Wikinvest Wire

Marc Faber on the U.S. dollar and stimulus

Tuesday, October 27, 2009

Gloom, boom, and doomster Marc Faber made the rounds yesterday talking about the future of the U.S. dollar and the news wasn't good - something about its value going to zero, over time, in this talk with Ricky Cash at Bloomberg

He's still clearly in the "hyperinflation" camp, but not just yet because of the near-term oversold condition for the U.S. currency.

On Bernanke: "He's a money printer. He does that well."

At Reuters the topic of discussion is the U.S. economic stimulus program where the prognosis is not good either - something about government spending being inherently inefficient at getting an economy going again and ultimately leading to much higher levels of debt and then much higher interest rates.

You have to wonder whether there's anyone in the Obama administration who pays any attention to this sort of commentary.

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Sam said...

I think you need a pair of glasses and you must not watch Bloomberg much. You referred to the lady host as "Ricky Cash." Her name is not Ricky Cash, LOL. The segment is called "Risky Cash."

BTW, I am a federal worker, so you may call me biased in reference to the discussion above regarding the pay disparity between federal vs. private industry workers. Without disclosing too much about myself, I will just say that someone in the private sector with my educational and job experience, in conjunction with my job responsibility, probably makes significantly more in pay. I will agree that the fed pay has made up some ground in recent years, but only because the calculated "average" of private sector pay has been stagnating because of an ever increasing minimum wage and low paying service jobs. The data used in this study is not comparing apples to apples. In addition, you have to realize that the average fed employee is much older than the private sector employee, which account for some of the disparity since the fed employees do stay with the gov't a long time and those 2% raises do add up, but yet does not even keep up with inflation. The critical problem is not that the fed employees make too much money because most don't, but why is so many people in the private sector making minimum wage or barely making a living.

Anyway, this is another case of "liars figure and figures lie" in my opinion.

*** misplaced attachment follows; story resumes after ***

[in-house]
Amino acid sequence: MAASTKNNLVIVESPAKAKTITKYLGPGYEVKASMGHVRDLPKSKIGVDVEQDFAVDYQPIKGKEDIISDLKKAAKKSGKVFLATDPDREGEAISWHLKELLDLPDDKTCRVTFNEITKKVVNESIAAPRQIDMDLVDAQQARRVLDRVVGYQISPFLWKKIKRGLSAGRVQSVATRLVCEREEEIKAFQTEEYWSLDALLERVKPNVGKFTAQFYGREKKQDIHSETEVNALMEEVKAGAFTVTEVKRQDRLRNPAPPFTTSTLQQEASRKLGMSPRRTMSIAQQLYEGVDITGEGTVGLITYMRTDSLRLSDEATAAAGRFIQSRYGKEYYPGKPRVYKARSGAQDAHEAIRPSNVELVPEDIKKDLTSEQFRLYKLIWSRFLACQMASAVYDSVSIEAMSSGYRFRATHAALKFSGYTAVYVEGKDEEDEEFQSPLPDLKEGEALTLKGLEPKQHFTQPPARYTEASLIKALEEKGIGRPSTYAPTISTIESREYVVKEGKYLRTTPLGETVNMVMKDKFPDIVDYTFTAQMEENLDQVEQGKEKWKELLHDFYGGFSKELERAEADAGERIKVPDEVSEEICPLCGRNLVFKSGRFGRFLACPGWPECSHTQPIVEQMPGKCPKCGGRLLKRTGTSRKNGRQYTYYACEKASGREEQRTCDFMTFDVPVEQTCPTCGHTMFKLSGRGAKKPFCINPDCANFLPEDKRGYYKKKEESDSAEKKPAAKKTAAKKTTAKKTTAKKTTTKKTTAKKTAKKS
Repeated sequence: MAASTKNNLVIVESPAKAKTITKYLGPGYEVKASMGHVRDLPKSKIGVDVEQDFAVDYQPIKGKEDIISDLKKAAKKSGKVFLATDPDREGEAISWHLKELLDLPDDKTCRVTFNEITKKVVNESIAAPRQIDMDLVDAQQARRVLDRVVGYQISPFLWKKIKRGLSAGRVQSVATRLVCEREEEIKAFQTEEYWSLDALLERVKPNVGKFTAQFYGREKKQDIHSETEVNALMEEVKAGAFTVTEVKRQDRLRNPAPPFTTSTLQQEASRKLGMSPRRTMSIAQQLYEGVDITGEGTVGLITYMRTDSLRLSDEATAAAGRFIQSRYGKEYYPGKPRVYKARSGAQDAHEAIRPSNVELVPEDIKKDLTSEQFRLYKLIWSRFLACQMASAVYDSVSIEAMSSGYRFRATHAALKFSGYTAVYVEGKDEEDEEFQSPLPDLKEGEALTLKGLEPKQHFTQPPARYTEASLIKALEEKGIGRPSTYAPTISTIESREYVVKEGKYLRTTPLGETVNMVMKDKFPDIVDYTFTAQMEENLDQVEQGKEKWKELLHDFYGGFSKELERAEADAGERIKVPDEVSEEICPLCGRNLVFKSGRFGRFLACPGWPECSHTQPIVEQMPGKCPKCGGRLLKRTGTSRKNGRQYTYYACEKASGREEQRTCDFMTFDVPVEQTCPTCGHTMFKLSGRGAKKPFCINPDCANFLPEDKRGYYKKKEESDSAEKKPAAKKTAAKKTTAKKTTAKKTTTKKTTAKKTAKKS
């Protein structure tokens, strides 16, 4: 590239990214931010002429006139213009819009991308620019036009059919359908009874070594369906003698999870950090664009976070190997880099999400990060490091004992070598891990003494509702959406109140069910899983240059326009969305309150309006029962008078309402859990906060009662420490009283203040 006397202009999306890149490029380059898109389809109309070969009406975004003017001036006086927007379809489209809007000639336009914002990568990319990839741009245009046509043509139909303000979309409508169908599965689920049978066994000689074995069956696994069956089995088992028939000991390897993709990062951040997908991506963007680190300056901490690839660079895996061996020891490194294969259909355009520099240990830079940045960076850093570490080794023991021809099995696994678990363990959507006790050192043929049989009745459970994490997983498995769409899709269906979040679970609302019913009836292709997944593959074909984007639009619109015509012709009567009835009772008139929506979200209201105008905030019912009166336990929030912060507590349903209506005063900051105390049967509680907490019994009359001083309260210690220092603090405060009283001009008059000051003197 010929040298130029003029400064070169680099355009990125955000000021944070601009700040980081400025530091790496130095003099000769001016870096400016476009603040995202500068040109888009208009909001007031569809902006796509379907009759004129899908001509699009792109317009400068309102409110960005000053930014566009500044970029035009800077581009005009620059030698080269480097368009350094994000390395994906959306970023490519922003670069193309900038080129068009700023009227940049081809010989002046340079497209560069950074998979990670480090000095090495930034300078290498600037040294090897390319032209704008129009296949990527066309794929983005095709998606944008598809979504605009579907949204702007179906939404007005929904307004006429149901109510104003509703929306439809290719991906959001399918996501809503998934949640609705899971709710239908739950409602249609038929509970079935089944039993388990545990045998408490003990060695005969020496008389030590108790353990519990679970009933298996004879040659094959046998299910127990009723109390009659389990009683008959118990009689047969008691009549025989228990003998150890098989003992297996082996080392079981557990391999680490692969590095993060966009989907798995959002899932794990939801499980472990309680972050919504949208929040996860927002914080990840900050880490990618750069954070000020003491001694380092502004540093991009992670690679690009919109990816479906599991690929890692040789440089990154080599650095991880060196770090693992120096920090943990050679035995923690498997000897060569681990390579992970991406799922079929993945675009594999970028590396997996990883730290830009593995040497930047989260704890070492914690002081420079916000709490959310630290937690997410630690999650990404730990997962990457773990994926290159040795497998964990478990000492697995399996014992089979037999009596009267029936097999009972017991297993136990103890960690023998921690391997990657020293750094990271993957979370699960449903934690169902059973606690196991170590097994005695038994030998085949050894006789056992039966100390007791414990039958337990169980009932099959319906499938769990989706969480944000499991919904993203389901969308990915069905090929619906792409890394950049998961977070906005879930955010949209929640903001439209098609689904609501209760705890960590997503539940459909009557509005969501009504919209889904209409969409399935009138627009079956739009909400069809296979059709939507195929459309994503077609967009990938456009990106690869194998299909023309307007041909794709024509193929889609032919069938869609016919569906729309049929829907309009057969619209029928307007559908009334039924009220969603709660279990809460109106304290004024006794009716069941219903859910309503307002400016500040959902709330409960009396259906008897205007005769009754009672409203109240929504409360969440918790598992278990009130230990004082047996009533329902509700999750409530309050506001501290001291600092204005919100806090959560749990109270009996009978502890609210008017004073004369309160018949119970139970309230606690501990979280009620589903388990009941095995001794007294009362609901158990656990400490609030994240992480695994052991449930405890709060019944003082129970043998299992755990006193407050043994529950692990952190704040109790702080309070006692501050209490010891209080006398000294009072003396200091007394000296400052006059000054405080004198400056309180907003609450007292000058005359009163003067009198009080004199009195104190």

Sam in MD

Tim said...

That is funny - Ricky Cash.

I'd be curious to know how you reconcile the $41,000 worth of benefits which, to me, was the more stunning number.

Thinking back to my last job, which paid pretty well, I don't think my benefits were more than $15k or $20K.

Anonymous said...

Private sector employees don't have the luxury of having their pay collected from taxpayers under threat of imprisonment.

Sam said...

Fed employee benefits is another area that is widely misunderstood. When I worked in the private sector, my "practical" benefits were better and my wife's current benefits are better in my opinion. Let me explain.

Most of those benefits are nice to have just in case, but in most instances, you never "realize" any benefit at all. I'm talking about long-term insurance and life insurance. They cost a lot to insure, but we rarely "collect" on those benefits. Besides, most major employers offer those benefits.

What's important is health and dental benefits and the fed offering in this regard is inferior to what's available in much of the corporate world. In fact, for several years, I declined my federal health and dental benefits and used my wife's benefits from her employer, which was superior.

I just checked to see the "value" of my benefits and it was about 27% of my pay. So, using the figure of $79,197 average fed pay from the "Daily Bail" (assuming that's accurate, which I don't), the average benefit value is about $21K, not $41K, and not that much different from your 15K-20K so many years ago (was it 5yrs ago, if my memory serves?).

Sam in MD

Tim said...

We left the cubicle world about three years ago. There's something not right about that $41K figure...

Sam said...

I forgot to add that my pay is significantly more than the average of $79K cited by Cato, yet my benefits value is a lot less than the $41K average. So, something is amiss with CATO's calculations. Their numbers are miscalculated or fabricated. I would like to see where they get the raw data because if they are right, I'm missing out on some benefits...

Do you realize that CATO institute is a libertarian organization? I think they have an agenda, don't you?

BTW, last time I commented on your site, I had asked you if you were ready to short this market. Well, obviously that was a head fake. After the last two days, I'm wondering if we are in another one? FWIW, I'm as bearish on this market as you are, and I have been at this game a long time and if this a genuine bull market, I will eat my hat.
It's just a matter of time.

Sam in MD

Tim said...

The numbers come from the Commerce Department. I didn't check on the chart vs. the source data but I'm going to have a look sometime in the next day or two.

Yes, I'm ready to short - have been since July. Will I? Dunno.

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